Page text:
There are many ways to analyze Icecast usage and generate statistics. It has a special statistics TCP stream, it has hooks that trigger on source or listener connect/disconnect events, you can query it over custom XSLT or read the stats.xml or you can analyze its log files. This post however will be only about the latter. I’ll be writing separate posts on the other topics soon.
- Webalizer streaming version
A fork of webalizer 2.10 extended to support icecast2 logs and produce nice listener statistics.
I’ve used this a couple of years ago. It could use some love (it expects a manual input of ‘average bitrate’ while that could be calculated), but otherwise does a very good job of producing nice statistics.
- AWStats – supports ‘streaming’ logs.
Haven’t used this one myself for Icecast analysis, but it’s a well established and good open source log analysis tool.
- Icecast log parser – Log parser to feed a mySQL database
I ran into this one recently, it seems to be a small script that helps you feed a mySQL database from your log files. Further analysis is then possible through SQL queries. A nice building block if you want to build a custom solution.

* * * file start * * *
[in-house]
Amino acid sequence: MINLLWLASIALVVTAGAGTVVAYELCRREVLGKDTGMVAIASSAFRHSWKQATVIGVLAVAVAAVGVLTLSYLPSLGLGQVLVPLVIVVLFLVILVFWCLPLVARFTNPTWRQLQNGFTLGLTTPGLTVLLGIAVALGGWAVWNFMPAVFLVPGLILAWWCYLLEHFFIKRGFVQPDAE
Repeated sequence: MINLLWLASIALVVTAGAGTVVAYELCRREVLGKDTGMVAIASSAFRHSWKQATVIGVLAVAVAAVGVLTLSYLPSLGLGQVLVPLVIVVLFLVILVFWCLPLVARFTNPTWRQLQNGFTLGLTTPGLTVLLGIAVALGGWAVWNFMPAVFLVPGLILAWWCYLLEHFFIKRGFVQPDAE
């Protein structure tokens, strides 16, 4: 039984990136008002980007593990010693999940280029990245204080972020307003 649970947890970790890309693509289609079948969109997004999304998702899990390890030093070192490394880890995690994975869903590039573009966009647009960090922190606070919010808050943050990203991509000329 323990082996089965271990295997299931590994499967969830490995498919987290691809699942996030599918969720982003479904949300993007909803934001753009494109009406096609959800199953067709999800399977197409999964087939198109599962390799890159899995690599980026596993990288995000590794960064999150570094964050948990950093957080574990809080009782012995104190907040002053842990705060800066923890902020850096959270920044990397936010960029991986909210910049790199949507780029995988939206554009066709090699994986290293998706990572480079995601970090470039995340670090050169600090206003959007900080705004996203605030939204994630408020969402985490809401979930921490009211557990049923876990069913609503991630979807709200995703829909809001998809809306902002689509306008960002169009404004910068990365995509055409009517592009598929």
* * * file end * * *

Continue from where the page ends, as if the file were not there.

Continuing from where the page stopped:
In case you want to parse the access log yourself you should be aware of several things. Largely the log is compatible with other httpd log formats, but there are slight differences. Please look at those two log entries:
203.0.113.42 - - [02/Jun/2013:20:35:50 +0200] "GET /test.webm HTTP/1.1" 200 3379662 "-" "Mozilla/5.0 (X11; Linux x86_64; rv:21.0) Gecko/20100101 Firefox/21.0" 88 198.51.100.23 - - [02/Jun/2013:20:38:13 +0200] "PUT /test.webm HTTP/1.1" 200 19 "-" "-" 264
The first one is a listener (in this case Firefox playing a WebM stream). You can see it received 3379662 bytes, but the interesting part is the last entry on that line “88”. It’s the number of seconds it was connected. Something important for streaming, less important for a file serving httpd.
The second entry is a source client (in this case using the HTTP PUT method we’re adding for Icecast 2.4). Note that it only says “19” after the HTTP status code. That might seem very low at first, but it’s important as we’re not logging the number of bytes sent by the client to the server, but from the server to the client. If necessary you could extract this from the error.log though. The “264” at the end once again indicates it was streaming for 264 seconds.
Another thing, as we’ve heard that question pop up repeatedly. The log entry is only generated once the listener/source actually disconnects, as only then we know all the details that should go into that line. If you are looking for real time statistics, then the access.log is the wrong place, sorry.
There are also some closed source solutions, but I’ve never used them and I don’t think they provide significant benefit over the available open source solutions mentioned above.
If you know a good Icecast tool, not only for log analysis, please write a comment or send a mail to one of the Icecast mailing lists.